I’m sharing with you this one thing has made the hugest difference in the quality of my communication: empathy. I’m going through what empathy is and how it is the number one thing to improve your communication too. I also have a 3-step strategy to increase empathy in your interactions plus a One Week Empathy Challenge to practice this skill.
What is empathy?
Empathy is understanding and sharing the feelings, thoughts, or attitudes of another person from their point of view.
It is often confused with sympathy, but they are not the same thing. Sympathy involves feeling a sadness for the suffering of others. You may wish that they were better off, but you are less engaged with their actual emotions.
The main distinction is that with empathy, you imagine yourself as that other person in their particular situation. It is the difference of feeling for (sympathy) vs feeling with (empathy).
How to Increase Empathy in Conversations
1. Be Curious
First and foremost you have to make the time to spend with others. Then when you are engaged with them, ask a bunch of questions about their life. Show a concern for them by following up on things you’ve talked about in past conversations and different events going on in their life.
For inspiration and future reference, you can download my new Dynamic Dialogue conversation starters pack for free. It has over 40 fun and interesting prompts to create engaging connections with others.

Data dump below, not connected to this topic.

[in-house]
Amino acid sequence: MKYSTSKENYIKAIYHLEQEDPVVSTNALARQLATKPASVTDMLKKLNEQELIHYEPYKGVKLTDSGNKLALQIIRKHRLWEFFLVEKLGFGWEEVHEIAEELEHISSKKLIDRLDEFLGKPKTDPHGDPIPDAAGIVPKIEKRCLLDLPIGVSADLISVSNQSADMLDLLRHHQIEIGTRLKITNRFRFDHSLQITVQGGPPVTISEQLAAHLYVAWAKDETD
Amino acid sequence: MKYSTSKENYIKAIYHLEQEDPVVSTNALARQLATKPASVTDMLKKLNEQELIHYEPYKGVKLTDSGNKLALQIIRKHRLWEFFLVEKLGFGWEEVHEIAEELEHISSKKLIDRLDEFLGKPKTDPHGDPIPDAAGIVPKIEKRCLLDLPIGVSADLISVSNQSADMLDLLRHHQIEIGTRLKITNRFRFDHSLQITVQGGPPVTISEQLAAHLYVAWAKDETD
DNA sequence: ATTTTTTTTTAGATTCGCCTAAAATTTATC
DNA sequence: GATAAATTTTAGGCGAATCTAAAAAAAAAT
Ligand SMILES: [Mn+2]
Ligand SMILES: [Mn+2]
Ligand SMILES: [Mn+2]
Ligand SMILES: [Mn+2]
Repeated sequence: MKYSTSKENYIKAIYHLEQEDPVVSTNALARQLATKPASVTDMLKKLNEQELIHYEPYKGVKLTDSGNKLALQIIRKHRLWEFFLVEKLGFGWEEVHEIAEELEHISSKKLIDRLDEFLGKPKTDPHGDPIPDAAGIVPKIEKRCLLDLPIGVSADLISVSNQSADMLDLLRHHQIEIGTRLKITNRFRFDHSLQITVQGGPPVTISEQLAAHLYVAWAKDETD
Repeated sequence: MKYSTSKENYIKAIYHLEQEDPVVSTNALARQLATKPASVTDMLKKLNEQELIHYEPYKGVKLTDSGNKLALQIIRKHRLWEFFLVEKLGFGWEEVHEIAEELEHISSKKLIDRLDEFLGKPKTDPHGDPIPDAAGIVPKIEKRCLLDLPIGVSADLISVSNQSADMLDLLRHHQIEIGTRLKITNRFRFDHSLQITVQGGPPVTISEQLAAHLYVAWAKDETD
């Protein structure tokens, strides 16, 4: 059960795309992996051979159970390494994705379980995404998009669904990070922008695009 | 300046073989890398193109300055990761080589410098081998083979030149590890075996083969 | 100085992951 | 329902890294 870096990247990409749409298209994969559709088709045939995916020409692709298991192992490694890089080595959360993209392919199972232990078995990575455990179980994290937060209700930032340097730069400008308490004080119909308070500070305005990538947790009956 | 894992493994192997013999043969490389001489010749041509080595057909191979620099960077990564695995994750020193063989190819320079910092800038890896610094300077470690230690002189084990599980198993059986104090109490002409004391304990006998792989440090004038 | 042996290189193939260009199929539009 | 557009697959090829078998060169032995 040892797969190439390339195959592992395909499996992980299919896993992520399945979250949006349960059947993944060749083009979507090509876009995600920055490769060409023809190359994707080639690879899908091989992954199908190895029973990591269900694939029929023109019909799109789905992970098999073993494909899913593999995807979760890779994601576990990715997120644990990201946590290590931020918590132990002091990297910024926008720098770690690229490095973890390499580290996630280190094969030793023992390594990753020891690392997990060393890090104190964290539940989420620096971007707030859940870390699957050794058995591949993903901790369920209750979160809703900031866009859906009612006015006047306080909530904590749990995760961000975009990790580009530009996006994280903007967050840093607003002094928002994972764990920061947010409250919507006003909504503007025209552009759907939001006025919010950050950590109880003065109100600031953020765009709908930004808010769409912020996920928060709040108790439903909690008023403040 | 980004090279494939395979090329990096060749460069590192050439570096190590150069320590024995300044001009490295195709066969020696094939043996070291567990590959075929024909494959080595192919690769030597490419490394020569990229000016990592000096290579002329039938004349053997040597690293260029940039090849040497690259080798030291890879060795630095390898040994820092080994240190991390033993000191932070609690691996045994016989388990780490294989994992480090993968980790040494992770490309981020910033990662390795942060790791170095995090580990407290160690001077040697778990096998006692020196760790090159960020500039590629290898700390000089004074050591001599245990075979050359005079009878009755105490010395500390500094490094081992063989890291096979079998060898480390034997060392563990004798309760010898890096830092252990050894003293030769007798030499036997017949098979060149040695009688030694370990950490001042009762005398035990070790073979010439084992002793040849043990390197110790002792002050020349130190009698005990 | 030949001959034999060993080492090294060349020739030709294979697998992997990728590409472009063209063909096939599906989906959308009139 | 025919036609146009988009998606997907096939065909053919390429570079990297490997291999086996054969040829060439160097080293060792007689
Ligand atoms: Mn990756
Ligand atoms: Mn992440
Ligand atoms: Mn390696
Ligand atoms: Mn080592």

2. Be a Listener
While another person is speaking, imagine yourself as if you were in their place. Less than 10% of what we communicate comes from words, so remember to pay attention to their nonverbal communication such as tone of voice and body language as well. This will allow you to really get a sense of their true feelings.
Then use the perception checking and paraphrasing skills from active listening to ensure that you are accurately understanding the messages the speaker intends. And of course, one of the most important aspects of effective listening is not interrupting.
3. Be Sensitive
Name the emotions the other person is feeling in order to validate them. Allow adequate time before you offer up your own feelings or advice. It’s usually best to refrain from giving someone in a crappy situation pat answers as well. I know for myself that if someone casually tells me “everything will work itself out” when I’m feeling upset or overwhelmed, it feels more like my experience and my feelings are being disqualified. Allow them to feel their emotions in a safe, nonjudgmental place.
Empathy is the number one thing to improve your communication. By boosting your empathy, your communication will become more open, honest, and connected. Empathy expands our perspectives and opens our mind to create increased understanding for others. This is especially helpful in conflict resolution and more generally fosters positivity in life and relationships.
One Week Empathy Challenge
Some people are naturally more empathetic than others, but the good news is that empathy is a skill anyone can learn. To practice your empathy skills, I created this One Week Empathy Challenge. Each day for seven days there is a simple exercise that will get you thinking in new ways about other people. This increased insight and awareness for other people’s viewpoints will build up that empathy muscle, and in turn improve your communication and increase positivity. Who’s in?
How do you think empathy will improve your communication?